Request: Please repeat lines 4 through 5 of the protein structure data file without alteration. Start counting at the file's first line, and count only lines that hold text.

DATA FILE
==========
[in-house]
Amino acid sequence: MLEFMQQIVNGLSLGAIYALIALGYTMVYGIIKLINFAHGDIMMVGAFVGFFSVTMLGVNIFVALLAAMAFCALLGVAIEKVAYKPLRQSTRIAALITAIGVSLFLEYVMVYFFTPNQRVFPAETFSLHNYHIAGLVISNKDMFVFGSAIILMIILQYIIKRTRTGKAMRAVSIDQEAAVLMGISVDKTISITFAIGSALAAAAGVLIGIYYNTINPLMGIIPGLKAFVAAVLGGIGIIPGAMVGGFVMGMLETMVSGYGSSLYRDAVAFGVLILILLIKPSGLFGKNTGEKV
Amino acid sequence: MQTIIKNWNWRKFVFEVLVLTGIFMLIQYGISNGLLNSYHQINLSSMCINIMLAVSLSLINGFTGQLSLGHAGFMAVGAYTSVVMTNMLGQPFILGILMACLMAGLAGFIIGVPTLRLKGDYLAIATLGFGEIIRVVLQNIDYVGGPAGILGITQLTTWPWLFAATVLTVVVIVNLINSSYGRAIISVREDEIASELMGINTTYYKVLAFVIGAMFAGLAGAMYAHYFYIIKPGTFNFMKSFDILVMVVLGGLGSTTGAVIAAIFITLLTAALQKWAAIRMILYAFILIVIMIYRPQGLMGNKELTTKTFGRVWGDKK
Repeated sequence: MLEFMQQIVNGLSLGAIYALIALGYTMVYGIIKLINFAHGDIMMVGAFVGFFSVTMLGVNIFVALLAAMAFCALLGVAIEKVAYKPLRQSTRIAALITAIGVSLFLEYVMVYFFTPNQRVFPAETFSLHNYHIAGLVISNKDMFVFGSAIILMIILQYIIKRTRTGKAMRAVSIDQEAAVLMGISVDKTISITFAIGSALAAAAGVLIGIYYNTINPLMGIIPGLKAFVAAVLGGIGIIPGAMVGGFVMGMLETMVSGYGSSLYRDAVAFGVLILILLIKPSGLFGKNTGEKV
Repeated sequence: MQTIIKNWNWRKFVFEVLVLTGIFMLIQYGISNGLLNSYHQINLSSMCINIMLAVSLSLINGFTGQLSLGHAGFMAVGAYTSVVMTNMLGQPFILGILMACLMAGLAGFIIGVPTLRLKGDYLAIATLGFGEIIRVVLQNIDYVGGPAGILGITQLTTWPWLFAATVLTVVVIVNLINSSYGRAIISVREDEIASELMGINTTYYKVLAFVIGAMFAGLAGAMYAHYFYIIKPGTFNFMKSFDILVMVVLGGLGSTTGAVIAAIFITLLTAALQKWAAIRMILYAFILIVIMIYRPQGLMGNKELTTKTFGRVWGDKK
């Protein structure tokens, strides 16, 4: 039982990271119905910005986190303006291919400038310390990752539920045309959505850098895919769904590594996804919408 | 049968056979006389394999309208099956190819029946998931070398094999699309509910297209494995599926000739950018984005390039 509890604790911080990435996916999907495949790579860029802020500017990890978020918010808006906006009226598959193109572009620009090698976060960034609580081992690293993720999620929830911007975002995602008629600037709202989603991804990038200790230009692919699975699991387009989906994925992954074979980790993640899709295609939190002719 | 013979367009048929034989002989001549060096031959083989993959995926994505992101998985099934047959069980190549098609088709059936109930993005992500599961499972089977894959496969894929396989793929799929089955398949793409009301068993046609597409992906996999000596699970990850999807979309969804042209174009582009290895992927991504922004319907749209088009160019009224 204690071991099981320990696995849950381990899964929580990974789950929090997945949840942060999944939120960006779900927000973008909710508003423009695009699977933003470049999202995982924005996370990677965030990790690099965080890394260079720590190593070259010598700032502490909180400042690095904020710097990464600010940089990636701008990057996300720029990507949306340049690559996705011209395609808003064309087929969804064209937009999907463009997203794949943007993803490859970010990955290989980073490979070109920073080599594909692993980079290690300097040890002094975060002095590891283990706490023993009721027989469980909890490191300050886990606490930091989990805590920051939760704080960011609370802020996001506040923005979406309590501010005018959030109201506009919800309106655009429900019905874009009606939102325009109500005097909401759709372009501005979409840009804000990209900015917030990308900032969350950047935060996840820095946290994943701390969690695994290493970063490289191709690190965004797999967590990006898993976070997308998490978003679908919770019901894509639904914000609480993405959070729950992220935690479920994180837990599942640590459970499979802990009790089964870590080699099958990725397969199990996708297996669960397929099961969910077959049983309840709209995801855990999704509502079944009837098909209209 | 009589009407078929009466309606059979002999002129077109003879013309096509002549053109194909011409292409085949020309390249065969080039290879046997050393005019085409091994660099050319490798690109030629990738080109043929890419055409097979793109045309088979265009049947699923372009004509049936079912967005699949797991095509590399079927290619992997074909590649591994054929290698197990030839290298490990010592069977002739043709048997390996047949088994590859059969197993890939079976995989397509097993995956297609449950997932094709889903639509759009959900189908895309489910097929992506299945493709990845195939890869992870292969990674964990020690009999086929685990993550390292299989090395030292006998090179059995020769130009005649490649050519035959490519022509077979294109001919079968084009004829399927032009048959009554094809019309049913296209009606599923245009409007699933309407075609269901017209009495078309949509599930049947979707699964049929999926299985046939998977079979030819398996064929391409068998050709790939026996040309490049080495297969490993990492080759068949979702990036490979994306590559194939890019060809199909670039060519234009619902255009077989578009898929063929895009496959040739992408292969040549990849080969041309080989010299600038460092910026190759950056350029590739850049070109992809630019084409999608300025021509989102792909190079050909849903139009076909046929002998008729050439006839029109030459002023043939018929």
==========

Repeated sequence: MLEFMQQIVNGLSLGAIYALIALGYTMVYGIIKLINFAHGDIMMVGAFVGFFSVTMLGVNIFVALLAAMAFCALLGVAIEKVAYKPLRQSTRIAALITAIGVSLFLEYVMVYFFTPNQRVFPAETFSLHNYHIAGLVISNKDMFVFGSAIILMIILQYIIKRTRTGKAMRAVSIDQEAAVLMGISVDKTISITFAIGSALAAAAGVLIGIYYNTINPLMGIIPGLKAFVAAVLGGIGIIPGAMVGGFVMGMLETMVSGYGSSLYRDAVAFGVLILILLIKPSGLFGKNTGEKV
Repeated sequence: MQTIIKNWNWRKFVFEVLVLTGIFMLIQYGISNGLLNSYHQINLSSMCINIMLAVSLSLINGFTGQLSLGHAGFMAVGAYTSVVMTNMLGQPFILGILMACLMAGLAGFIIGVPTLRLKGDYLAIATLGFGEIIRVVLQNIDYVGGPAGILGITQLTTWPWLFAATVLTVVVIVNLINSSYGRAIISVREDEIASELMGINTTYYKVLAFVIGAMFAGLAGAMYAHYFYIIKPGTFNFMKSFDILVMVVLGGLGSTTGAVIAAIFITLLTAALQKWAAIRMILYAFILIVIMIYRPQGLMGNKELTTKTFGRVWGDKK